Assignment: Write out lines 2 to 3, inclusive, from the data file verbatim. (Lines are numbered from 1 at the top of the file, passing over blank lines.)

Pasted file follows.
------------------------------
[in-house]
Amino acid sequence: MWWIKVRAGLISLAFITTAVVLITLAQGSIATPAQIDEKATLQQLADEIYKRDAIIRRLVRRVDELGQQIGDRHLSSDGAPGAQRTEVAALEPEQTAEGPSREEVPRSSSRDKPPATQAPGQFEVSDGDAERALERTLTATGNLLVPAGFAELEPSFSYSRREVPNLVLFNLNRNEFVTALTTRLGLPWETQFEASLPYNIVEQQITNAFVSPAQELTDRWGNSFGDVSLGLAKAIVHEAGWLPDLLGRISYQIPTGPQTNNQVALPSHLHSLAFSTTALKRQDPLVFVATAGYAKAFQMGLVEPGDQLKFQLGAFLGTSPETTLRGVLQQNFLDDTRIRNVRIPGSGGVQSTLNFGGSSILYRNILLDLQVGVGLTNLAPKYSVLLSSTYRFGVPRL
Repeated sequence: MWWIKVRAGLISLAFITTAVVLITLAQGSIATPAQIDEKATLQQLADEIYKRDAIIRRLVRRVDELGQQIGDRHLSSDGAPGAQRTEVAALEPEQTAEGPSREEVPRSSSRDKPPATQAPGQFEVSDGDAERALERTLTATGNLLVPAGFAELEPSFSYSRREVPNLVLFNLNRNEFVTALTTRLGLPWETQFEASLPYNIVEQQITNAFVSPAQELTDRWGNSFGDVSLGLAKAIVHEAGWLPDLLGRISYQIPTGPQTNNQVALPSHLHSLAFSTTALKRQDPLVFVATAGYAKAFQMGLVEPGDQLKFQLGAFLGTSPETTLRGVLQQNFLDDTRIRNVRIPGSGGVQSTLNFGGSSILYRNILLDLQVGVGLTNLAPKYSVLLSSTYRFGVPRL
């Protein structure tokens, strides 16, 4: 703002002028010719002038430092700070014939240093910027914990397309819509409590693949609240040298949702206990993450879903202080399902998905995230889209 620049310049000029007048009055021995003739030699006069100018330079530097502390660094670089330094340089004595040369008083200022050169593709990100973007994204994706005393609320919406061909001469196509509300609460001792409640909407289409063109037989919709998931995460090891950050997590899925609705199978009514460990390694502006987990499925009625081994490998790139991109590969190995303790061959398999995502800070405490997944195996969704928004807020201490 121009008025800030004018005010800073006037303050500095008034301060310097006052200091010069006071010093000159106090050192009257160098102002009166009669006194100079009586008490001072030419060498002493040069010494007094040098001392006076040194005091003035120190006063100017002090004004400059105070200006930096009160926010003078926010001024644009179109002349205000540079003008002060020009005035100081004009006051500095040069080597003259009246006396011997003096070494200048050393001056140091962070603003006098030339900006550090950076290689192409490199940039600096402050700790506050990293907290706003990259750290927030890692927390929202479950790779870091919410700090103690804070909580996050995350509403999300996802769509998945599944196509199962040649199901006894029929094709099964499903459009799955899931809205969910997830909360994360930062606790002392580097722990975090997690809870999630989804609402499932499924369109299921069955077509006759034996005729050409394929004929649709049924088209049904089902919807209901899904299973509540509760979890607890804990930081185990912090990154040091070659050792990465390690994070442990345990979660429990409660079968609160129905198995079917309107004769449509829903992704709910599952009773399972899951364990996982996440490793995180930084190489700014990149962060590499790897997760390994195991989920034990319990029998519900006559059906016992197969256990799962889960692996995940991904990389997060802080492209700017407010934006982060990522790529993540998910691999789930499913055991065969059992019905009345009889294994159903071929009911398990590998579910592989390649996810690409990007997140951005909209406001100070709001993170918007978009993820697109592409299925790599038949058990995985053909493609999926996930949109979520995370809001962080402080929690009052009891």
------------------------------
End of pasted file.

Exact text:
Amino acid sequence: MWWIKVRAGLISLAFITTAVVLITLAQGSIATPAQIDEKATLQQLADEIYKRDAIIRRLVRRVDELGQQIGDRHLSSDGAPGAQRTEVAALEPEQTAEGPSREEVPRSSSRDKPPATQAPGQFEVSDGDAERALERTLTATGNLLVPAGFAELEPSFSYSRREVPNLVLFNLNRNEFVTALTTRLGLPWETQFEASLPYNIVEQQITNAFVSPAQELTDRWGNSFGDVSLGLAKAIVHEAGWLPDLLGRISYQIPTGPQTNNQVALPSHLHSLAFSTTALKRQDPLVFVATAGYAKAFQMGLVEPGDQLKFQLGAFLGTSPETTLRGVLQQNFLDDTRIRNVRIPGSGGVQSTLNFGGSSILYRNILLDLQVGVGLTNLAPKYSVLLSSTYRFGVPRL
Repeated sequence: MWWIKVRAGLISLAFITTAVVLITLAQGSIATPAQIDEKATLQQLADEIYKRDAIIRRLVRRVDELGQQIGDRHLSSDGAPGAQRTEVAALEPEQTAEGPSREEVPRSSSRDKPPATQAPGQFEVSDGDAERALERTLTATGNLLVPAGFAELEPSFSYSRREVPNLVLFNLNRNEFVTALTTRLGLPWETQFEASLPYNIVEQQITNAFVSPAQELTDRWGNSFGDVSLGLAKAIVHEAGWLPDLLGRISYQIPTGPQTNNQVALPSHLHSLAFSTTALKRQDPLVFVATAGYAKAFQMGLVEPGDQLKFQLGAFLGTSPETTLRGVLQQNFLDDTRIRNVRIPGSGGVQSTLNFGGSSILYRNILLDLQVGVGLTNLAPKYSVLLSSTYRFGVPRL